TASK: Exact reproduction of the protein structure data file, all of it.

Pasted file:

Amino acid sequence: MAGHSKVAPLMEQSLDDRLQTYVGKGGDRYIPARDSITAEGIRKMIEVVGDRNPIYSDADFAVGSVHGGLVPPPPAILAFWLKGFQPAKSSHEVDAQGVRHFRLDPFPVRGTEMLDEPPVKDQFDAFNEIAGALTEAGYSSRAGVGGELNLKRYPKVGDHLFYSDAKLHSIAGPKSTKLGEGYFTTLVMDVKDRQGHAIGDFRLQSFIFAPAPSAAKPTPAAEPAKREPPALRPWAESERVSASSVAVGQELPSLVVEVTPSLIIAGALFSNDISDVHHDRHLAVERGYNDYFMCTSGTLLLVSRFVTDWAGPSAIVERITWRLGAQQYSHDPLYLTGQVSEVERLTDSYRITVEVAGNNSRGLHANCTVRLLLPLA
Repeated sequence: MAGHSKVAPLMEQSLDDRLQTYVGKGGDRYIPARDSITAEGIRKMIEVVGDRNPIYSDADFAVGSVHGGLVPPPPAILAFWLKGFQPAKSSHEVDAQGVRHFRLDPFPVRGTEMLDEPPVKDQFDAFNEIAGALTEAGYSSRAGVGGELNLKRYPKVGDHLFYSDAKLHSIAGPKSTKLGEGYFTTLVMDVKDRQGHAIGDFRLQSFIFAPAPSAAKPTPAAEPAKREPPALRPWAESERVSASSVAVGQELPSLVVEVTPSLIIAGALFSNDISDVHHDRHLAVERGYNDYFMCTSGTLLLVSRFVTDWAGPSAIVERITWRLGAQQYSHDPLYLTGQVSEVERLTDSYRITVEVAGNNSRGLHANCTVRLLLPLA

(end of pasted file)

Amino acid sequence: MAGHSKVAPLMEQSLDDRLQTYVGKGGDRYIPARDSITAEGIRKMIEVVGDRNPIYSDADFAVGSVHGGLVPPPPAILAFWLKGFQPAKSSHEVDAQGVRHFRLDPFPVRGTEMLDEPPVKDQFDAFNEIAGALTEAGYSSRAGVGGELNLKRYPKVGDHLFYSDAKLHSIAGPKSTKLGEGYFTTLVMDVKDRQGHAIGDFRLQSFIFAPAPSAAKPTPAAEPAKREPPALRPWAESERVSASSVAVGQELPSLVVEVTPSLIIAGALFSNDISDVHHDRHLAVERGYNDYFMCTSGTLLLVSRFVTDWAGPSAIVERITWRLGAQQYSHDPLYLTGQVSEVERLTDSYRITVEVAGNNSRGLHANCTVRLLLPLA
Repeated sequence: MAGHSKVAPLMEQSLDDRLQTYVGKGGDRYIPARDSITAEGIRKMIEVVGDRNPIYSDADFAVGSVHGGLVPPPPAILAFWLKGFQPAKSSHEVDAQGVRHFRLDPFPVRGTEMLDEPPVKDQFDAFNEIAGALTEAGYSSRAGVGGELNLKRYPKVGDHLFYSDAKLHSIAGPKSTKLGEGYFTTLVMDVKDRQGHAIGDFRLQSFIFAPAPSAAKPTPAAEPAKREPPALRPWAESERVSASSVAVGQELPSLVVEVTPSLIIAGALFSNDISDVHHDRHLAVERGYNDYFMCTSGTLLLVSRFVTDWAGPSAIVERITWRLGAQQYSHDPLYLTGQVSEVERLTDSYRITVEVAGNNSRGLHANCTVRLLLPLA